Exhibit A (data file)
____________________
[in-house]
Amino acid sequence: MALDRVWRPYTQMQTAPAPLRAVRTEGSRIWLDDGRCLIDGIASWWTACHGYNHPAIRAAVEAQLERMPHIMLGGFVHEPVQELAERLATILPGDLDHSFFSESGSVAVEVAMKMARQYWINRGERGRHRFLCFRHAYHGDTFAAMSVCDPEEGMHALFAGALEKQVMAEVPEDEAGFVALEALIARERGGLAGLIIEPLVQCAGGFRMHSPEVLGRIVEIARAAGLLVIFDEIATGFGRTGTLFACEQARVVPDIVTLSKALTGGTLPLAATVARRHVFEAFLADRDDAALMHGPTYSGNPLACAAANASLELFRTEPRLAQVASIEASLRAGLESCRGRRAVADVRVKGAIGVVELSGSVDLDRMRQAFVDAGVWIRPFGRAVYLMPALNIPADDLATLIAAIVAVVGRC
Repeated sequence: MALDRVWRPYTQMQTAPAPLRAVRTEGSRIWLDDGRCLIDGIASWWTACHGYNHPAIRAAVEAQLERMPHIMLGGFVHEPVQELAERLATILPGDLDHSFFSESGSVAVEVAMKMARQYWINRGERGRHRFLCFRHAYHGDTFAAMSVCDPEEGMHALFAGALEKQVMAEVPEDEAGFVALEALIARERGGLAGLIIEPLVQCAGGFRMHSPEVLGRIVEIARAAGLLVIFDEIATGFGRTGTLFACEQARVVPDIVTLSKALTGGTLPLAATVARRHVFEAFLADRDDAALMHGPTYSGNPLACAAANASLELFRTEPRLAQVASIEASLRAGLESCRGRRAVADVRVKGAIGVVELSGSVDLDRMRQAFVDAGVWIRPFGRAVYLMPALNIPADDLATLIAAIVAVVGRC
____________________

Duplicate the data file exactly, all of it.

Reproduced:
[in-house]
Amino acid sequence: MALDRVWRPYTQMQTAPAPLRAVRTEGSRIWLDDGRCLIDGIASWWTACHGYNHPAIRAAVEAQLERMPHIMLGGFVHEPVQELAERLATILPGDLDHSFFSESGSVAVEVAMKMARQYWINRGERGRHRFLCFRHAYHGDTFAAMSVCDPEEGMHALFAGALEKQVMAEVPEDEAGFVALEALIARERGGLAGLIIEPLVQCAGGFRMHSPEVLGRIVEIARAAGLLVIFDEIATGFGRTGTLFACEQARVVPDIVTLSKALTGGTLPLAATVARRHVFEAFLADRDDAALMHGPTYSGNPLACAAANASLELFRTEPRLAQVASIEASLRAGLESCRGRRAVADVRVKGAIGVVELSGSVDLDRMRQAFVDAGVWIRPFGRAVYLMPALNIPADDLATLIAAIVAVVGRC
Repeated sequence: MALDRVWRPYTQMQTAPAPLRAVRTEGSRIWLDDGRCLIDGIASWWTACHGYNHPAIRAAVEAQLERMPHIMLGGFVHEPVQELAERLATILPGDLDHSFFSESGSVAVEVAMKMARQYWINRGERGRHRFLCFRHAYHGDTFAAMSVCDPEEGMHALFAGALEKQVMAEVPEDEAGFVALEALIARERGGLAGLIIEPLVQCAGGFRMHSPEVLGRIVEIARAAGLLVIFDEIATGFGRTGTLFACEQARVVPDIVTLSKALTGGTLPLAATVARRHVFEAFLADRDDAALMHGPTYSGNPLACAAANASLELFRTEPRLAQVASIEASLRAGLESCRGRRAVADVRVKGAIGVVELSGSVDLDRMRQAFVDAGVWIRPFGRAVYLMPALNIPADDLATLIAAIVAVVGRC